Hurst, Henry (DNB00)
|←Hurrion, John||Dictionary of National Biography, 1885-1900, Volume 28
HURST, HENRY (1629-1690), nonconformist divine, born at Mickleton, Gloucestershire, 31 March 1629, was son of Henry Hurst, vicar of Mickleton. He entered Merchant Taylors' School in October 1644, and proceeded to Oxford as a batler of Magdalen Hall about 1645. He submitted to the parliamentary visitors in 1648, and was made by them probationary fellow of Merton College in 1649. He graduated B.A. in 1649 and M.A. in 1652. Soon after the latter date he commenced to preach, and became known as a sharp disputant in the presbyterian interest, his ministry being exercised in London, Kent, and Gloucester. About 1660 he was elected by the parishioners of St. Matthew's, Friday Street, London, to the rectory of that parish, from which, in 1662, he was ejected, subsequently preached in conventicles, and was consequently more than once in trouble. He is stated to have anticipated restoration to his living as well as to a lectureship he had held at Highgate. After the indulgence of 1671 he preached openly in London and other places, and in 1675 he was made chaplain to the Earl of Anglesea. In 1678 he was, according to Wood, 'very active in aggravating the concerns' of 'the Popish plot,' and in 1683 is believed to have been implicated in the Rye House plot. After James II's indulgence he preached in the neighbourhood of Covent Garden. He died of apoplexy on 14 April 1690, and was buried in the churchyard of St. Paul, Covent Garden. His funeral sermon was preached by Richard Adams, M.A. His works show him to have been an earnest, clever, and pious man. The chief are:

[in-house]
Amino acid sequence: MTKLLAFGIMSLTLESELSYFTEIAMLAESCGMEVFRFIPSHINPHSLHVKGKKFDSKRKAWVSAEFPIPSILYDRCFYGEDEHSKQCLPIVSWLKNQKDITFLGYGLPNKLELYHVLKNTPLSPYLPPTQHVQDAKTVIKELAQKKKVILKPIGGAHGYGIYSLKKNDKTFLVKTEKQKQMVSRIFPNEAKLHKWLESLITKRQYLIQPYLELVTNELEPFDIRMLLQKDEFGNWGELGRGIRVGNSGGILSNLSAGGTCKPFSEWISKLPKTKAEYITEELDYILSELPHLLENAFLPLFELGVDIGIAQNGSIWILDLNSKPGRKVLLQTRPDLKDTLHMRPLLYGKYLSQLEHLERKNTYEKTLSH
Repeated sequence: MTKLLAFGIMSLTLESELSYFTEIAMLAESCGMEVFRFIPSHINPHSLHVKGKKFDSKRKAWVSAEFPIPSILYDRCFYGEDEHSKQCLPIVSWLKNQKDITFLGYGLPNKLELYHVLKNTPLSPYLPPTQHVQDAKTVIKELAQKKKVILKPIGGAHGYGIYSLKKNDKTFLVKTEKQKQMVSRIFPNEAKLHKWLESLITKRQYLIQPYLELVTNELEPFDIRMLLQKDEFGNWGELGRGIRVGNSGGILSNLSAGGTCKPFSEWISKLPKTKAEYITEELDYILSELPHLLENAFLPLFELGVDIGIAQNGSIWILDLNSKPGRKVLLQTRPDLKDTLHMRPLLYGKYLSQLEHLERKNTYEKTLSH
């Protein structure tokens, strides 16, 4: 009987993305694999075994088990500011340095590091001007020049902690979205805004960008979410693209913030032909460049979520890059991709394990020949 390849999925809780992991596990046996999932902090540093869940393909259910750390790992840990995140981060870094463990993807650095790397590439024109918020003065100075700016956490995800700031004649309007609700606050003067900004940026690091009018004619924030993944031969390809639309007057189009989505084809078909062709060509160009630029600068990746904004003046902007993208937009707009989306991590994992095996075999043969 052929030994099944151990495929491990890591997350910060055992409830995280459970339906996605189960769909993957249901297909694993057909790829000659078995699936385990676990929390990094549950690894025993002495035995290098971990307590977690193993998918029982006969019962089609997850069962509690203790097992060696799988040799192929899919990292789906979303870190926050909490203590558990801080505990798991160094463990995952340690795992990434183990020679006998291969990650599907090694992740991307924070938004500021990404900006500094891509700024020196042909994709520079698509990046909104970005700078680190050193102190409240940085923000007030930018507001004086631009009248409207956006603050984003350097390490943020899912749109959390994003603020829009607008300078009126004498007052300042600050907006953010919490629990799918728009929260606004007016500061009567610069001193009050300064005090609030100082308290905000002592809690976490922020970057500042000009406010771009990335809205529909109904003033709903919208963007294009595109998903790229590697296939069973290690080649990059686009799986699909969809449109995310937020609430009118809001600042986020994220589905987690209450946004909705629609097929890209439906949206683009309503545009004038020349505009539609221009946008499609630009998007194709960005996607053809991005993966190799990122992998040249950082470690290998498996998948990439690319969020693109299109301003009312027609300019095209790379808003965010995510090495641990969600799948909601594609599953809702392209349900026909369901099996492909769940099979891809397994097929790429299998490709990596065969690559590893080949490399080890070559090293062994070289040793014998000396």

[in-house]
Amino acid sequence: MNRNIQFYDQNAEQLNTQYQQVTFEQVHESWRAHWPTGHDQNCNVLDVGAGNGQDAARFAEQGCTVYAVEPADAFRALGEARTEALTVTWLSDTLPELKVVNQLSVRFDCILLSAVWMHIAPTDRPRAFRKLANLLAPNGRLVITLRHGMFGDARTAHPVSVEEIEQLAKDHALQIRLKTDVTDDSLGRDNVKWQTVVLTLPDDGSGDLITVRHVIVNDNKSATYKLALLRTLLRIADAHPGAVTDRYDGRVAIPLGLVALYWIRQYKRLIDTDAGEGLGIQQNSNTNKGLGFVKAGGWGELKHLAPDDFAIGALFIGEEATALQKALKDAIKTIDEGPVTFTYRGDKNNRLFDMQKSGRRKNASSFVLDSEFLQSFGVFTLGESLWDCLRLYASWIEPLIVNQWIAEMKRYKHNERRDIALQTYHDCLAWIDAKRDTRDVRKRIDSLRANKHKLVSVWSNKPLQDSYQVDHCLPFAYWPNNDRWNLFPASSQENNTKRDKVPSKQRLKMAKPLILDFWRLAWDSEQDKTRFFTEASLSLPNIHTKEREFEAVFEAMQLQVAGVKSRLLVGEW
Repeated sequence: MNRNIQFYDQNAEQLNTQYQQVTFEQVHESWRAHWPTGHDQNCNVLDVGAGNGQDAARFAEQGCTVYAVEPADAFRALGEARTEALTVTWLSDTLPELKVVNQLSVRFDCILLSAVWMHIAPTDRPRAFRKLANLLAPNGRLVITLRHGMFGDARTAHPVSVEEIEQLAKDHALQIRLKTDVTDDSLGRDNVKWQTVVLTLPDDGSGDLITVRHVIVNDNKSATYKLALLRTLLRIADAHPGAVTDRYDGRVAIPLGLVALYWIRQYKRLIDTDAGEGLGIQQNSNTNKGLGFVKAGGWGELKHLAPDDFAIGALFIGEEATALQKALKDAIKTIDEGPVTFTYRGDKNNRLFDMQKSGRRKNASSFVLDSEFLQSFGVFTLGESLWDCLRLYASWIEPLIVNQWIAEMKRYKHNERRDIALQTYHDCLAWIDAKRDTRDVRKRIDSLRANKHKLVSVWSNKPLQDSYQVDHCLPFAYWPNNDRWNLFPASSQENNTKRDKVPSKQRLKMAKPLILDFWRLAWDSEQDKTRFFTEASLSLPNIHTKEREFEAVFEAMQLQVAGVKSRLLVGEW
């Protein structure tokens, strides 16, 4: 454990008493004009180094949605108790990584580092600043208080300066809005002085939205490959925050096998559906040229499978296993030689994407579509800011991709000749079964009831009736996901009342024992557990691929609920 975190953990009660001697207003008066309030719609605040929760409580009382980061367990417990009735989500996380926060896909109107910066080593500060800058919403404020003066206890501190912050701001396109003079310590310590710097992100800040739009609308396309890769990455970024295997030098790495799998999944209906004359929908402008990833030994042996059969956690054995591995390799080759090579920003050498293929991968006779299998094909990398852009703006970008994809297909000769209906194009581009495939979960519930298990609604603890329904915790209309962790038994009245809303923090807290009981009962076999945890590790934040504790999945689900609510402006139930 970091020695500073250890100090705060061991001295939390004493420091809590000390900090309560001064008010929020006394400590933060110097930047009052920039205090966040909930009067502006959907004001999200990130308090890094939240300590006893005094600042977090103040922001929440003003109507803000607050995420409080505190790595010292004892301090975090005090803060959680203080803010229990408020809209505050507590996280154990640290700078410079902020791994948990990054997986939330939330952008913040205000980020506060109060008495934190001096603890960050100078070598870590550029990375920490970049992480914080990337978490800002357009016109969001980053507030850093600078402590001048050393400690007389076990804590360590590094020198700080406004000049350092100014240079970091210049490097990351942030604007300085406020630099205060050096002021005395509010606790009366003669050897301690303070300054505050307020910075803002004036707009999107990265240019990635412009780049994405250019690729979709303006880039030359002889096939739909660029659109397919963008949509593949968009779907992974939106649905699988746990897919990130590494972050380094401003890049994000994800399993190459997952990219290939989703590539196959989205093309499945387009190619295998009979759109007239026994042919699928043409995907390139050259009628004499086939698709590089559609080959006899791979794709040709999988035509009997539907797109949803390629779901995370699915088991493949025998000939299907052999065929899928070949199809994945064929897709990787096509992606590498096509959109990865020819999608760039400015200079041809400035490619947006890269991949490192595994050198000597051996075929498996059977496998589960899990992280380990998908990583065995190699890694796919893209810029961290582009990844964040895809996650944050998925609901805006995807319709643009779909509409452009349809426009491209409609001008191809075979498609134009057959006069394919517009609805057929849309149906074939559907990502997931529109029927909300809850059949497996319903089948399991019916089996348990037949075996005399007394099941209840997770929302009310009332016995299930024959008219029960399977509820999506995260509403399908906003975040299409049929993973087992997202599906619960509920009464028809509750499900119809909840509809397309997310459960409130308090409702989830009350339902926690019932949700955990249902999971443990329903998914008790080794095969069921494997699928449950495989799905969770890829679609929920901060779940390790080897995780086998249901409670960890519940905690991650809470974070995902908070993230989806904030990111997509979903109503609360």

- 'Three Sermons on Rom. vii. 7,' Oxford, 1659, 8vo.
- 'Three Sermons on the Inability of the highest, improved natural Man to attain a sufficient Knowledge of Indwelling Sin, 1660, 12mo.
- 'The Revival of Grace,' &c., London, 1678, 8vo (dedicated to his patron, Arthur, earl of Anglesea).
- 'Annotations upon Ezekielandthe Twelve Lesser Prophets' (in continuation of Matthew Poole's 'Annotations on the Holy Bible'), 1688.
[Wood's Athenæ Oxon. ed. Bliss, ii. 120, 171; Brodrick's Memorials of Merton Coll. (Oxf. Hist. Soc.),pp. 291, 361; Palmer's Nonconformist's Memorial, i. 163-4; Watt's Bibl. Brit.; Robinson's Reg. Merchant Taylors' School, i. 164.]